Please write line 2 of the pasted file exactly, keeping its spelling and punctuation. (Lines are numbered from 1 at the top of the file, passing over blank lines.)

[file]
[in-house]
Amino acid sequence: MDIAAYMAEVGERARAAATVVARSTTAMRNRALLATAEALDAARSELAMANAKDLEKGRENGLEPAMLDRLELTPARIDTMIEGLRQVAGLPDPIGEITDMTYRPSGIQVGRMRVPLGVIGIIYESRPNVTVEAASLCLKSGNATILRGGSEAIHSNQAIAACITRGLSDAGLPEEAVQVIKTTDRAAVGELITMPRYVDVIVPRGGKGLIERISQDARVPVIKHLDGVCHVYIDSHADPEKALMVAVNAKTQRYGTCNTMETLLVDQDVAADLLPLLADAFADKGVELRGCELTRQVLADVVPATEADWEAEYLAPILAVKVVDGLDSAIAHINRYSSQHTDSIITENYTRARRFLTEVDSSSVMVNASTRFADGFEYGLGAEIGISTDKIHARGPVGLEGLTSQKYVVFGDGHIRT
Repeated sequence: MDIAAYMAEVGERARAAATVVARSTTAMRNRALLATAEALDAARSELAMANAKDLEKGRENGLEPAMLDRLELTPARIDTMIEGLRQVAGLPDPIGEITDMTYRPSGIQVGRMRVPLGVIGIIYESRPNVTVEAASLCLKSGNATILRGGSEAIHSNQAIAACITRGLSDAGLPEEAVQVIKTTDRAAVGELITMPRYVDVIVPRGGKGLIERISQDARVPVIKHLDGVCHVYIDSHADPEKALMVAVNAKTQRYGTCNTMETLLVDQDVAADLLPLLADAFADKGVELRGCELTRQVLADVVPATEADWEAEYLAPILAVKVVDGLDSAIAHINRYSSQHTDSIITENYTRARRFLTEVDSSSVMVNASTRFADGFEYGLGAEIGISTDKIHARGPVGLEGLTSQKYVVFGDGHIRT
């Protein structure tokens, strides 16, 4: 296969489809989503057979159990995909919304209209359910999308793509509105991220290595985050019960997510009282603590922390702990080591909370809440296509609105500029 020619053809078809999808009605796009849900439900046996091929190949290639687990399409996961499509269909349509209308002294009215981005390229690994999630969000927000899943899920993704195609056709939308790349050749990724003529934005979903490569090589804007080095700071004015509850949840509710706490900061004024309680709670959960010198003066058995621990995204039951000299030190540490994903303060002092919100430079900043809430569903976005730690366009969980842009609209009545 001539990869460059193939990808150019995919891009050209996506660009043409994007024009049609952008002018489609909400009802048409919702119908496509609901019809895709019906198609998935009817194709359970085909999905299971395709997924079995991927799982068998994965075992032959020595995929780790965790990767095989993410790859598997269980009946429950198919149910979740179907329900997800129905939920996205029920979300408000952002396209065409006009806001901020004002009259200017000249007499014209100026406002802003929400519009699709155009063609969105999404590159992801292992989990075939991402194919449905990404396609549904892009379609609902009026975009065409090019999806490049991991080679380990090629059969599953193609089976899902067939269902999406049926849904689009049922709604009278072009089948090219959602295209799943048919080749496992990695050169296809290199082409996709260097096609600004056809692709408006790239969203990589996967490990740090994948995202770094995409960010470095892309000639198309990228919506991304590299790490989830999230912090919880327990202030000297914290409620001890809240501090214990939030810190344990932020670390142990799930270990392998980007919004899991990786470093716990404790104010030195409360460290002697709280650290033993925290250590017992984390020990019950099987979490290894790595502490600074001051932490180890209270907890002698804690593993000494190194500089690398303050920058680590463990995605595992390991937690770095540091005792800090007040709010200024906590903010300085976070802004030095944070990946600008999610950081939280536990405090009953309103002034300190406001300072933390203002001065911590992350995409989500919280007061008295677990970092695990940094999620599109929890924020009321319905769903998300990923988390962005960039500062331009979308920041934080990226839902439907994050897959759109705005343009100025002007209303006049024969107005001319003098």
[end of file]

Amino acid sequence: MDIAAYMAEVGERARAAATVVARSTTAMRNRALLATAEALDAARSELAMANAKDLEKGRENGLEPAMLDRLELTPARIDTMIEGLRQVAGLPDPIGEITDMTYRPSGIQVGRMRVPLGVIGIIYESRPNVTVEAASLCLKSGNATILRGGSEAIHSNQAIAACITRGLSDAGLPEEAVQVIKTTDRAAVGELITMPRYVDVIVPRGGKGLIERISQDARVPVIKHLDGVCHVYIDSHADPEKALMVAVNAKTQRYGTCNTMETLLVDQDVAADLLPLLADAFADKGVELRGCELTRQVLADVVPATEADWEAEYLAPILAVKVVDGLDSAIAHINRYSSQHTDSIITENYTRARRFLTEVDSSSVMVNASTRFADGFEYGLGAEIGISTDKIHARGPVGLEGLTSQKYVVFGDGHIRT